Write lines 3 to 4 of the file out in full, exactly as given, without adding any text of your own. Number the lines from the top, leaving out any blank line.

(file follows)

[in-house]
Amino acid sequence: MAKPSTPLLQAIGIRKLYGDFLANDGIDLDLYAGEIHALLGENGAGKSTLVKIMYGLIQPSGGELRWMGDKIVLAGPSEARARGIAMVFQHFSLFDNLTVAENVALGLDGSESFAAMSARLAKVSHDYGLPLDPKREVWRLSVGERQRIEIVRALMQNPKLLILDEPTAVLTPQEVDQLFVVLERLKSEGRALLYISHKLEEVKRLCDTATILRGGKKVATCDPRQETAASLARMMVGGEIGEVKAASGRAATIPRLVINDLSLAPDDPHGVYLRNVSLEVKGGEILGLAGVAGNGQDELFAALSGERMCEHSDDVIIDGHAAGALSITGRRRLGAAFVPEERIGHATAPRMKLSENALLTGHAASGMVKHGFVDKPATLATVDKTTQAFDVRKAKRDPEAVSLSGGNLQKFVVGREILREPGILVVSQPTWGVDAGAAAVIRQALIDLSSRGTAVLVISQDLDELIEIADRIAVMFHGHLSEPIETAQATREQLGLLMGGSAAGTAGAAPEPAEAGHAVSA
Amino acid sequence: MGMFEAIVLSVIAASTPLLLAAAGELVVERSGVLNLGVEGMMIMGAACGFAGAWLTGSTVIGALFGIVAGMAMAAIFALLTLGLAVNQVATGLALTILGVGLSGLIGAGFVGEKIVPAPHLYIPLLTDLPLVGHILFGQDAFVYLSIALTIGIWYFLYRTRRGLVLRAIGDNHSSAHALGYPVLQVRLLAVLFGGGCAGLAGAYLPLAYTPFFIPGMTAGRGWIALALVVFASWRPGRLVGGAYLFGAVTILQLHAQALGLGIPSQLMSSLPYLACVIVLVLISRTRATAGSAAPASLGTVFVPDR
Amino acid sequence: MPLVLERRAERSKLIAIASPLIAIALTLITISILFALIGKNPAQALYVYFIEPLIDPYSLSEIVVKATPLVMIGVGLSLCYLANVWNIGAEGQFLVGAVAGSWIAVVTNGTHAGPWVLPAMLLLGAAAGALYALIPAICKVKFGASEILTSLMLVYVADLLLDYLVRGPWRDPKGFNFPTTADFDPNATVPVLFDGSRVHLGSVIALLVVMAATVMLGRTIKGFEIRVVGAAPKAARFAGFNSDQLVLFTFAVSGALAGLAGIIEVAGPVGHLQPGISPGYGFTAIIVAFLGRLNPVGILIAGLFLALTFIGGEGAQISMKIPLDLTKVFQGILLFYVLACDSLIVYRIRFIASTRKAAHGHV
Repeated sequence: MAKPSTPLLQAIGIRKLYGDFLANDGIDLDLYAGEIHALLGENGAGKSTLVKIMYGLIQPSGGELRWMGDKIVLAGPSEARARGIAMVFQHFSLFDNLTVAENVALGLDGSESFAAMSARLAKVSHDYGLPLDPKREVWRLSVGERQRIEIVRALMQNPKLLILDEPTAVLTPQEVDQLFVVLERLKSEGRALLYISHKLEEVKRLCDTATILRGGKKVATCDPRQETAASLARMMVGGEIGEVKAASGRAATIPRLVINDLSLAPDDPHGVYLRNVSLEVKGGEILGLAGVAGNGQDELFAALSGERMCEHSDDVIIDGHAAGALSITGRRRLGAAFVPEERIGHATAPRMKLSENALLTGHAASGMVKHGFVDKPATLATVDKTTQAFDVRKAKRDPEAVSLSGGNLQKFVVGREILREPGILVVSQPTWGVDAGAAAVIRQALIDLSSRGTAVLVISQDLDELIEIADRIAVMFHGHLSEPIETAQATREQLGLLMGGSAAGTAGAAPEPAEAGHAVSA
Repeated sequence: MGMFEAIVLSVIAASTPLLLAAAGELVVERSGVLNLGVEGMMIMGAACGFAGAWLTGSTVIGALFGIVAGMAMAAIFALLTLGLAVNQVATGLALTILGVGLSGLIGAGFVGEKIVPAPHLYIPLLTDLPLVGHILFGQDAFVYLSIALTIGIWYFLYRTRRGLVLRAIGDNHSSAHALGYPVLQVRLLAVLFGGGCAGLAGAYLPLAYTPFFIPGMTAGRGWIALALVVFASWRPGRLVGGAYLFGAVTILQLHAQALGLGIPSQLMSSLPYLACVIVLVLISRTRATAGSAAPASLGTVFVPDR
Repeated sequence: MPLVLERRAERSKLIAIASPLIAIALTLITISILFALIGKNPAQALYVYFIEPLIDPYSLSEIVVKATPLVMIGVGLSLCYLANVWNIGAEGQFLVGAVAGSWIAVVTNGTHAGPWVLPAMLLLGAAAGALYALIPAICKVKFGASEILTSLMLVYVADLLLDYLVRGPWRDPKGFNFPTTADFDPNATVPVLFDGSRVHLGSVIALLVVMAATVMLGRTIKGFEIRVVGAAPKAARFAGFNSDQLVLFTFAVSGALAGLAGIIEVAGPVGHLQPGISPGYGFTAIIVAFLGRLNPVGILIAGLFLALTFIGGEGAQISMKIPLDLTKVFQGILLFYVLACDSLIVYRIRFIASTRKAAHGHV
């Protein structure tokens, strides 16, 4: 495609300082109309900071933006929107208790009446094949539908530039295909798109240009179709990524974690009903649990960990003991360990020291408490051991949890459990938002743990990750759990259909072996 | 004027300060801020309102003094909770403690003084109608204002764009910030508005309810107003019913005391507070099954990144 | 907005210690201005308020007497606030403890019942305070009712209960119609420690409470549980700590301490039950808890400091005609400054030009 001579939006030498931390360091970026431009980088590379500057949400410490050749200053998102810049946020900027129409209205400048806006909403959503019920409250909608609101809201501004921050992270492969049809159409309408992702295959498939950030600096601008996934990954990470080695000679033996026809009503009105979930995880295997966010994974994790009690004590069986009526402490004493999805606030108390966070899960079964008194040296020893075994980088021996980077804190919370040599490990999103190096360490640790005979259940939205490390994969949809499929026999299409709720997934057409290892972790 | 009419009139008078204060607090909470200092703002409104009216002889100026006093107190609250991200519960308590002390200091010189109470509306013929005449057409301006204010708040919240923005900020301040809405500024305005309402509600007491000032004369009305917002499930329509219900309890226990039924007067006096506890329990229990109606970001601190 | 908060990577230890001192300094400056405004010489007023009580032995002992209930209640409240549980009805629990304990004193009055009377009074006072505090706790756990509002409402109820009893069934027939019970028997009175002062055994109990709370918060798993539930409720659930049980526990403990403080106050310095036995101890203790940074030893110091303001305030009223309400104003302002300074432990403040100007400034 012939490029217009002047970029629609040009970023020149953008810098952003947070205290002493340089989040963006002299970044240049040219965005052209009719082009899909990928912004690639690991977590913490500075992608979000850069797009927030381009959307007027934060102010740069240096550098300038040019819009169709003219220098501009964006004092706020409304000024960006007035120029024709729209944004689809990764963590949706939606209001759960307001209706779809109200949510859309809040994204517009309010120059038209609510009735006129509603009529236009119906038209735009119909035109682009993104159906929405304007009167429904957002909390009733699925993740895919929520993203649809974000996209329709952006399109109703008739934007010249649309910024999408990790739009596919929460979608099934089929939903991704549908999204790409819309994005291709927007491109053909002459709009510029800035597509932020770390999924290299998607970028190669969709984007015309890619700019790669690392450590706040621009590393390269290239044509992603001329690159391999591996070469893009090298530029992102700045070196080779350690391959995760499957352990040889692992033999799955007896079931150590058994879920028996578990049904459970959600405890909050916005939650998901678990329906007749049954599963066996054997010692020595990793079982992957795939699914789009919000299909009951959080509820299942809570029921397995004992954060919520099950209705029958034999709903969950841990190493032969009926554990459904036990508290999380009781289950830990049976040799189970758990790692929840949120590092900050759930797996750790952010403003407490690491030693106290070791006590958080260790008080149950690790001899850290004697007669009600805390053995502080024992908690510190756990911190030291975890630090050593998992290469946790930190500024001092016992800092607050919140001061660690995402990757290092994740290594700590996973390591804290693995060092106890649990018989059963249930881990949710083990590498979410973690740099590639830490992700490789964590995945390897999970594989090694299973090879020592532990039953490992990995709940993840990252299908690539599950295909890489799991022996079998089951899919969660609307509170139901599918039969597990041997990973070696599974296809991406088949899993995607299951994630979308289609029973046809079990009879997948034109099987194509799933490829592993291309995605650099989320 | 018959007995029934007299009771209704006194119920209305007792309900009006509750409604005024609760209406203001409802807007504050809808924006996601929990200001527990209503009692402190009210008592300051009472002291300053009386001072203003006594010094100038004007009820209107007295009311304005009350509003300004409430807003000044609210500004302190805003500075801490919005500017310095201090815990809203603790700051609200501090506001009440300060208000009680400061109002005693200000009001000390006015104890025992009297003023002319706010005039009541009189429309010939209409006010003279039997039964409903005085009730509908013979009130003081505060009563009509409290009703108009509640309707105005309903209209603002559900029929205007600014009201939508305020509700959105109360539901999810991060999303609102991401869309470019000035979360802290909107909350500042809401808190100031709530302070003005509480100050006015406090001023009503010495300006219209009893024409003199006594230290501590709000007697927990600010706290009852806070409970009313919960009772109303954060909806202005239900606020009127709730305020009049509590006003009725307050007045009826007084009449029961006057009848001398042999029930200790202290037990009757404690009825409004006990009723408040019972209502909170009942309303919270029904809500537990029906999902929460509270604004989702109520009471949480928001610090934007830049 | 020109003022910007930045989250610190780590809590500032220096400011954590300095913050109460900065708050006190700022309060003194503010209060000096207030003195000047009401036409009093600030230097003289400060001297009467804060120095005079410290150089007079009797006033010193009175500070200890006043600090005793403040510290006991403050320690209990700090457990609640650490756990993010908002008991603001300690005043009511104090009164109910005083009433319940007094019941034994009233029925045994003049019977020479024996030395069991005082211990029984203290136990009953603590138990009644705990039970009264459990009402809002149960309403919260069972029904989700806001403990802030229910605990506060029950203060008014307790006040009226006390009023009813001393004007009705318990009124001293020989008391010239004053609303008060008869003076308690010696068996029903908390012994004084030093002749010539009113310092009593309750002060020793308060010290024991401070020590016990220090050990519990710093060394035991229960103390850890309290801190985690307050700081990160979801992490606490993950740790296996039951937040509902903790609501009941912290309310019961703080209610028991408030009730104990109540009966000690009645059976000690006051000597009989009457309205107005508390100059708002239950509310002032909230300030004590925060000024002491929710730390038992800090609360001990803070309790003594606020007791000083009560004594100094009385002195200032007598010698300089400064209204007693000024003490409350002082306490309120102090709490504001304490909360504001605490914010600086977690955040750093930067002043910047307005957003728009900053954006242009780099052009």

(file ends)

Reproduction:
Amino acid sequence: MGMFEAIVLSVIAASTPLLLAAAGELVVERSGVLNLGVEGMMIMGAACGFAGAWLTGSTVIGALFGIVAGMAMAAIFALLTLGLAVNQVATGLALTILGVGLSGLIGAGFVGEKIVPAPHLYIPLLTDLPLVGHILFGQDAFVYLSIALTIGIWYFLYRTRRGLVLRAIGDNHSSAHALGYPVLQVRLLAVLFGGGCAGLAGAYLPLAYTPFFIPGMTAGRGWIALALVVFASWRPGRLVGGAYLFGAVTILQLHAQALGLGIPSQLMSSLPYLACVIVLVLISRTRATAGSAAPASLGTVFVPDR
Amino acid sequence: MPLVLERRAERSKLIAIASPLIAIALTLITISILFALIGKNPAQALYVYFIEPLIDPYSLSEIVVKATPLVMIGVGLSLCYLANVWNIGAEGQFLVGAVAGSWIAVVTNGTHAGPWVLPAMLLLGAAAGALYALIPAICKVKFGASEILTSLMLVYVADLLLDYLVRGPWRDPKGFNFPTTADFDPNATVPVLFDGSRVHLGSVIALLVVMAATVMLGRTIKGFEIRVVGAAPKAARFAGFNSDQLVLFTFAVSGALAGLAGIIEVAGPVGHLQPGISPGYGFTAIIVAFLGRLNPVGILIAGLFLALTFIGGEGAQISMKIPLDLTKVFQGILLFYVLACDSLIVYRIRFIASTRKAAHGHV